Dominic Thiem has become the first man in 71 years to win the US Open after dropping the first two sets of the final.
Thiem earned his first grand slam title on Sunday (US time) with a 2-6 4-6 6-4 6-3 7-6 (8-6) comeback victory against Alexander Zverev.
It is the first time the US Open has been decided by a fifth-set tiebreaker.
Speaking after the historic win, Thiem said he had dedicated his whole life to winning a grand slam title and with his victory at the US Open on Sunday the Austrian expects more of the sport’s biggest prizes to come his way.
“I expect it’s going to be easier for me now in the biggest tournaments,” said Thiem, who became the first player outside Nadal, Djokovic and Roger Federer to claim a grand slam title since Stan Wawrinka’s 2016 US Open triumph.
“I had it in the back of my head that I had a great career so far, way better than I could ever dreamt of, but until today there was still a big goal missing.
Pancho Gonzalez made a similar turnaround against Ted Schroeder in 1949 to win the event, then known as the US Championships.
The 27-year-old Thiem entered Sunday’s final with a 0-3 career record in major title matches.
Thiem, the No.2 seed and world No.3, became the first Austrian to claim a singles title at Flushing Meadows, albeit in unique circumstances as no fans were present at the hardcourt major due to the COVID-19 pandemic.
The champion, who is great friends with the German, paid tribute to his opponent.
“We made great things happen on the court, as well off the court. It’s amazing how far our journey brought us to share this moment. Really I wish we could have two winners. We both deserve it,” he said.
“I remember you told me, ‘You’re going to make it’. I’ll tell you the same thing. You’re going to make it and you’ll definitely bring it home one day.
“Definitely achieved a life goal, a dream, which I had for many, many years. Back then it was so far away. Then I got closer to the top and realised that maybe one day I could really win one of the four biggest titles.
“I dedicated basically my whole life until this point to win one. Now I did it. That’s for myself, my team and family, a great accomplishment. Today is the day where I gave back huge amount of what they did for me,” he added.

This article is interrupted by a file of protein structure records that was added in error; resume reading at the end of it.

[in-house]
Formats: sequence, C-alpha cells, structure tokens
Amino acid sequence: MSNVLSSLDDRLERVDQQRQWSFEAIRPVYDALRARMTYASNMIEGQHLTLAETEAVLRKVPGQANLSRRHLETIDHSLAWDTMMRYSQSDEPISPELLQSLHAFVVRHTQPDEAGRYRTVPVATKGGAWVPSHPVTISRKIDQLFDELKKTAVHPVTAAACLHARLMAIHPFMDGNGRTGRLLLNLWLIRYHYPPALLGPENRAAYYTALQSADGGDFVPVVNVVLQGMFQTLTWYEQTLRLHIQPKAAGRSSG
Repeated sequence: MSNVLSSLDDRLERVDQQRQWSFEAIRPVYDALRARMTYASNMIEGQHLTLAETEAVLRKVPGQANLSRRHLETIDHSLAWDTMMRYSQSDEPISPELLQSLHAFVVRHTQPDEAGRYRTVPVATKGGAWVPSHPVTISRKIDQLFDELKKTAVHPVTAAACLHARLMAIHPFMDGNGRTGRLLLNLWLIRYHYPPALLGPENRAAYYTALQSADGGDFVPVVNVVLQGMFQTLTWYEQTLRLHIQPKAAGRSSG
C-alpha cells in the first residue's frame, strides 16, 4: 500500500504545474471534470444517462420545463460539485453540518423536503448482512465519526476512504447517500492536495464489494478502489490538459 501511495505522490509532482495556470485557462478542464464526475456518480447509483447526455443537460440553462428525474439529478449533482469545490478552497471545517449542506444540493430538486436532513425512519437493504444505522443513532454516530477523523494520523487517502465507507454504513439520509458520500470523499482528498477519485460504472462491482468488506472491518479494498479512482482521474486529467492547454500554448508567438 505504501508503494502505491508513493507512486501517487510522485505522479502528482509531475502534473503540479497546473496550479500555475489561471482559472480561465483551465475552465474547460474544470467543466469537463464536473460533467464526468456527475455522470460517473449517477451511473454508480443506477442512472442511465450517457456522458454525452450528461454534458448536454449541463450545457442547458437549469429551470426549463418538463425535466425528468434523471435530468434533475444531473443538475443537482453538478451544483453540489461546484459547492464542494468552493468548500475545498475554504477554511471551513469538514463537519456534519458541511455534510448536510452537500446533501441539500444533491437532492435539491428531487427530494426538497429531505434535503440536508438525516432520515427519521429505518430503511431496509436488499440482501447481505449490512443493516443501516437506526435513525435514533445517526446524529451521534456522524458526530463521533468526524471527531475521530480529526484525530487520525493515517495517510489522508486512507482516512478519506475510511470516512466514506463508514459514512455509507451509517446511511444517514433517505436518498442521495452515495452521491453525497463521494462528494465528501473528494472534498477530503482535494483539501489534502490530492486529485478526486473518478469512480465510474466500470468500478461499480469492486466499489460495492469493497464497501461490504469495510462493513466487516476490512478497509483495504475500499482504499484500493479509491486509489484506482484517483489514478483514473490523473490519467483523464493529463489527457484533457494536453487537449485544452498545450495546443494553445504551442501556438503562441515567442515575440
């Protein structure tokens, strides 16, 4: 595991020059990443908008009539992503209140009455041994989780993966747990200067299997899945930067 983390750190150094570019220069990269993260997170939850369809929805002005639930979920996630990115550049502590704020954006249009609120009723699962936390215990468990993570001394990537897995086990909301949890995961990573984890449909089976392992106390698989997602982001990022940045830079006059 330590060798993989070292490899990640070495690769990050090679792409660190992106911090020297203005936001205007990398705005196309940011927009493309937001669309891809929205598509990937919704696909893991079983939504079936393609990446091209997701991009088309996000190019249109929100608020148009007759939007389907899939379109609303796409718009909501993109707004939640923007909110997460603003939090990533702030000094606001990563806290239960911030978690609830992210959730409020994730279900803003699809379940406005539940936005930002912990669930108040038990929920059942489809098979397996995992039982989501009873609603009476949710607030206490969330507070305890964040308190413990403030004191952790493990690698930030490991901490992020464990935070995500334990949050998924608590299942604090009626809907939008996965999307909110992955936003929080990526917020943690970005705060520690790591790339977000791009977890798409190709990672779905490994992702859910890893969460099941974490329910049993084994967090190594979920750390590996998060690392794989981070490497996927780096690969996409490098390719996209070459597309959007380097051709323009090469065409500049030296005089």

Zverev’s parents not in crowd after testing positive to COVID-19
This was fifth-seed Zverev’s debut in a grand slam final and he broke down in tears during the post-match ceremony, while talking about his parents, who are also his coaches.
“I was super close to being a grand slam champion. I was a few games away, maybe a few points away,” said Zverev, who was contesting his first career major final.
“For me what upset me the most is not the third set or something like that, it’s the fifth set. I had a lot of chances in the fifth set and didn’t use them.
“I’m 23 years old. I don’t think it’s my last chance. I do believe that I will be a grand slam champion at some point.”
Zverev had a perfect start to the match, serving huge and dictating play. But his serve speed decreased dramatically towards the end of the final and he revealed there were physical issues behind his slow serving in the tiebreak.
“I was cramping in the tiebreaker really. My left quad was cramping, I couldn’t push off anymore. I couldn’t actually hit the first serve anymore,” explained the fifth seed, who was looking to become the first German man to win a major since Boris Becker in 1996.
“There’s some special people missing from the crowd today. I want to thank my parents. They’re always with me. Unfortunately my mum and dad tested positive for COVID before the tournament and they couldn’t be with me,” said Zverev.
“I miss them. Man this is tough. I’m sure even though I lost they’re pretty proud and I wish one day I can bring this trophy home.”